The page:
As the world of Big Data grows, so do security concerns

May 8, 2015
The solution to the security problem is creating a better educated consumer who understands the impact of sloppy protocols

With the increase in major security breaches and unlawful use of data over the past few years, there is no question that Big Data is an area that needs stronger patrolling than provided by traditional security practices. Because of the immense amount of information that is at hand, Big Data breaches have huge consequence. The growing number of companies using big data has vastly increased, with all utilizing it to store and analyze petabytes of data. So with all of this information at hand, what steps do we need to take in order to provide higher security of this sensitive information?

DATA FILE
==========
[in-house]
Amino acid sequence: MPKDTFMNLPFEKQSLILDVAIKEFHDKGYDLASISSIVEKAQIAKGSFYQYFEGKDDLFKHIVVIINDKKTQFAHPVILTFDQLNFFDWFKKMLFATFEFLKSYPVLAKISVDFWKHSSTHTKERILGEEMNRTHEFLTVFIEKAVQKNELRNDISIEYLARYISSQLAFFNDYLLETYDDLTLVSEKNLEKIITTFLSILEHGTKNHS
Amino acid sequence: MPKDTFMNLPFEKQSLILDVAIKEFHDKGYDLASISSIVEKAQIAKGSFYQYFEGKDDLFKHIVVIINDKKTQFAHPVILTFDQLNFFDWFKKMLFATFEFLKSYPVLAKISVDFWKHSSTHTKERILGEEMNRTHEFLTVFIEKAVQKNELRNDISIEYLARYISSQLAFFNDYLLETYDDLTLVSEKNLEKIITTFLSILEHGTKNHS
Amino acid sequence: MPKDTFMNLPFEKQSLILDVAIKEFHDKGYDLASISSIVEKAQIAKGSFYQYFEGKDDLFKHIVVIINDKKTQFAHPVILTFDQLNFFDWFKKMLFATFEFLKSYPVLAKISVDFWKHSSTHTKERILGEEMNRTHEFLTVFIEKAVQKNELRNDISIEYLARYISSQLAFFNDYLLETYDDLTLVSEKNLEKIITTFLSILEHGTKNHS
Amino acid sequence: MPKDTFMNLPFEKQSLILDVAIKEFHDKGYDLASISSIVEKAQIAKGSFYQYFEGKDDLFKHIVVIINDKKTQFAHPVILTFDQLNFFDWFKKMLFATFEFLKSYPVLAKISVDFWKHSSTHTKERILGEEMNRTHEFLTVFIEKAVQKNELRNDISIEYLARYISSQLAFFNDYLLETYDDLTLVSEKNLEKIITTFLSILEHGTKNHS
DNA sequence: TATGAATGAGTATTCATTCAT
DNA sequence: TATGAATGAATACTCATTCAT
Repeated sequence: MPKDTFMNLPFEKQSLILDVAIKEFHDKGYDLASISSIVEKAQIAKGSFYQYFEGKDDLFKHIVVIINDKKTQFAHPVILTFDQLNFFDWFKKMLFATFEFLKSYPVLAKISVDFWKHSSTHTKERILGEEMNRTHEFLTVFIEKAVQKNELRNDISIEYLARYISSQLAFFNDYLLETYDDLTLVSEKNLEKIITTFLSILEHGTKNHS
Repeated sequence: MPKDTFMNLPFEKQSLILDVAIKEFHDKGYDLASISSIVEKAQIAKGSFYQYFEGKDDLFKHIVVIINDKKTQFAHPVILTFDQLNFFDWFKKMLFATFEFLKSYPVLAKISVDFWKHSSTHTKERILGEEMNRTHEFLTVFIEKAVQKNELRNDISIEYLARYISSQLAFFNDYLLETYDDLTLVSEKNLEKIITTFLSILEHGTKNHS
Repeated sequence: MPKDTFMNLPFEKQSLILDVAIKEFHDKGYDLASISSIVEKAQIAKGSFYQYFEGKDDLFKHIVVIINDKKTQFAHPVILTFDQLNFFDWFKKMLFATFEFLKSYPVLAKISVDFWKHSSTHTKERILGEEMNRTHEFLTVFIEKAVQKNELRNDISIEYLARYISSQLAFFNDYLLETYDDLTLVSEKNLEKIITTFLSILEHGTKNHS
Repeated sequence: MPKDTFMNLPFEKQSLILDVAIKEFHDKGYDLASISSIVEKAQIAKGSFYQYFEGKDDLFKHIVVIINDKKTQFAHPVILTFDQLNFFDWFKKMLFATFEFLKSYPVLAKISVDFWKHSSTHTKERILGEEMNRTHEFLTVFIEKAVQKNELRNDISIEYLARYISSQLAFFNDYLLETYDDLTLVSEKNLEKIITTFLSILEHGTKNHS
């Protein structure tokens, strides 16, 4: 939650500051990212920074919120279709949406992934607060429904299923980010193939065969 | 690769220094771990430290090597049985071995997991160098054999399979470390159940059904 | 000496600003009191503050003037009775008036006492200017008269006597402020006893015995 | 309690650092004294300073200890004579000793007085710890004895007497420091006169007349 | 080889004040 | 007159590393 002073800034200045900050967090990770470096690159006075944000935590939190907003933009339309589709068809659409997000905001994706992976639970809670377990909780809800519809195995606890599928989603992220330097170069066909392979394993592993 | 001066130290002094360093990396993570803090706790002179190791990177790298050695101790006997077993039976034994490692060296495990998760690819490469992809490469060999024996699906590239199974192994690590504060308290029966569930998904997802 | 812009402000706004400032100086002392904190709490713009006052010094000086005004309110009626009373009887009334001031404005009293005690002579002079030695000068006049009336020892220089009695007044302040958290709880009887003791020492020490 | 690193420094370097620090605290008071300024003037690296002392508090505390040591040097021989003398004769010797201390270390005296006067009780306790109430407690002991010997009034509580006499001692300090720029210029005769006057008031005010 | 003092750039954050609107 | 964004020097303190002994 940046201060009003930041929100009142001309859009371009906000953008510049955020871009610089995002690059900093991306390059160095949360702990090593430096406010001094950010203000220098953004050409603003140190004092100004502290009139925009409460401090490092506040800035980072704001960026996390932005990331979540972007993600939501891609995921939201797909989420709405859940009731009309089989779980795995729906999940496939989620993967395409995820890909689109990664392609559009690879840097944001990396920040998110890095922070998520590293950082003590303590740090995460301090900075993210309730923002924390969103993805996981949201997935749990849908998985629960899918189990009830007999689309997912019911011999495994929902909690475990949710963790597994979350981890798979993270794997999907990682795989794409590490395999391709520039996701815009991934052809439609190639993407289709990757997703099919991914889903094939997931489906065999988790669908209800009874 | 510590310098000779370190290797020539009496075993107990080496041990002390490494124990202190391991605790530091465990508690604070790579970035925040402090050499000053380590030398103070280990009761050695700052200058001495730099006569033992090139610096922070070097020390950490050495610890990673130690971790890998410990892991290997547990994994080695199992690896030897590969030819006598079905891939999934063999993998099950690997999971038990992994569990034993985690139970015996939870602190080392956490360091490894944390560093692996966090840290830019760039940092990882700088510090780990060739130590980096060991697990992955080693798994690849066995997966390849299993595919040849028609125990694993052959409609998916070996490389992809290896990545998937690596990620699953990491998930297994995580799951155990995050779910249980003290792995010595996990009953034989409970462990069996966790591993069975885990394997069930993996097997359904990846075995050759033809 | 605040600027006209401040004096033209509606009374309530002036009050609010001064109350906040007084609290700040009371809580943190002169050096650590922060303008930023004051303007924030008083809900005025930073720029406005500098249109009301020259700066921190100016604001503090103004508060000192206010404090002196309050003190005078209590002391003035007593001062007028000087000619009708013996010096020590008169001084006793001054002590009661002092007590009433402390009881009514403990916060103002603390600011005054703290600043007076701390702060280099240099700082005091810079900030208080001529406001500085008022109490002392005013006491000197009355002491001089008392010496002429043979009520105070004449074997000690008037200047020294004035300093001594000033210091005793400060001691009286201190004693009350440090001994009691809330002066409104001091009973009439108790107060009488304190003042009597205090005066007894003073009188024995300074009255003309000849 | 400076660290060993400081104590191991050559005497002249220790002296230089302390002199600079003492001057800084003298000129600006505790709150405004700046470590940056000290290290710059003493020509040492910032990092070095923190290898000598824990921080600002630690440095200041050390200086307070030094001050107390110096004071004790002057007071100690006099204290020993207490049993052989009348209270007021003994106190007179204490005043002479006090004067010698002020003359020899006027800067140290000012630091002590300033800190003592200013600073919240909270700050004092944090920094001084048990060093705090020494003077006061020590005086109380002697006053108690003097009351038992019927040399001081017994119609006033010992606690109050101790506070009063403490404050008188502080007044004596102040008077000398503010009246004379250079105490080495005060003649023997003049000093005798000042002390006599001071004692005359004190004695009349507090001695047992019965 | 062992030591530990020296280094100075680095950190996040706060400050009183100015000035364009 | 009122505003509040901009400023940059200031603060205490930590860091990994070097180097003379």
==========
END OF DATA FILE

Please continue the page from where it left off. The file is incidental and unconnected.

The solution is relatively easy - we need to start by demystifying security. This can be achieved by being open, showing people how their information is really being stored and by making sure that people coming out of schools, colleges and universities have a working understanding of everyday security and search, to make sure that we can pry it away from the “experts” and place it fairly into the “everyday” bracket.  Once this is done, consumers of search and security must not take the phrase “that cannot be done” seriously. After all, users are now more in tune with the technology they use due to the rise of smartphones and app stores. Not only are they exposed to a wide variety of technology, they are also better versed than ever before due to the information available via the Internet. But, we can’t assume that a majority know the proper steps to ensuring security, which is why we need to educate.